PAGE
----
In Xi’an, I met JoJo. She was working the overnight shift at the front desk of the hostel we stayed in. We sat up talking and laughing all night long. JoJo told me about her favorite parts of China and her dreams and career goals. I told her about my life back in America and our plans for our study abroad trip. When I asked what her favorite part of the hostel was she said, “I get to meet many people from all over the world. They leave, which makes me sad, but then someone new always comes.” JoJo’s determination to make friends inspired me to make the most of my time with people in China. 
 
The past few days, we spent time chatting with a group of freshmen students in an English class at Northwest Agriculture & Forestry University. When we walked into the first classroom, they started clapping. We were shocked! They didn’t even know us yet, but they were excited. The first few minutes were awkward. Neither group knew what to say and the language barrier was challenging. Quicklythough, we began to find similarities and added each other on WeChat (a Chinese texting app). By the end of the second day, we were all walking around Yangling together looking for the best noodles.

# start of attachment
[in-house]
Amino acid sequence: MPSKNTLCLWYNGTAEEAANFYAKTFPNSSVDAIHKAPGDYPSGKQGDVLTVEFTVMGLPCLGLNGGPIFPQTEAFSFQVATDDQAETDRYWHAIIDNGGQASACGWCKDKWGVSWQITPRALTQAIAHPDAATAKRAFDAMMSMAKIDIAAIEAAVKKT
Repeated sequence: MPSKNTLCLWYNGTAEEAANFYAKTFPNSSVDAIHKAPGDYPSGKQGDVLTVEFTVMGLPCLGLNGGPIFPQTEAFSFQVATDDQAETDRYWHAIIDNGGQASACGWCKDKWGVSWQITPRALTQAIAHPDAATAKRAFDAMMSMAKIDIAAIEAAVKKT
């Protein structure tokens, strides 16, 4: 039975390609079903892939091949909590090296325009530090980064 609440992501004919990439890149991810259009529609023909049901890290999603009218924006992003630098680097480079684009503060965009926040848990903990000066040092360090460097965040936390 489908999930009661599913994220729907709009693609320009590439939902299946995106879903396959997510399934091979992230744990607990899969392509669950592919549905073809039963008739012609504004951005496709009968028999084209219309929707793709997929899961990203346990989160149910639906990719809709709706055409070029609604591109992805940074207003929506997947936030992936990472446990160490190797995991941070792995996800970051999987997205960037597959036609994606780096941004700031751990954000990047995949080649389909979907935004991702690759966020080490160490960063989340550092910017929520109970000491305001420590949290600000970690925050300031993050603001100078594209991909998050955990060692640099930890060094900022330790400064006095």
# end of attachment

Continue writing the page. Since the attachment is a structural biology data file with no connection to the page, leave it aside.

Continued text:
Sometimes it can be hard to convince yourself to reach out when you know you may never see the person again, but it is so worth it. Every relationship matters – from the random person you smile at on the street to the lifelong friends you make. The moments I’ve created with these people are the ones I will remember forever. The world really is a small place. You can create a community around you in any country if you are willing to take a chance.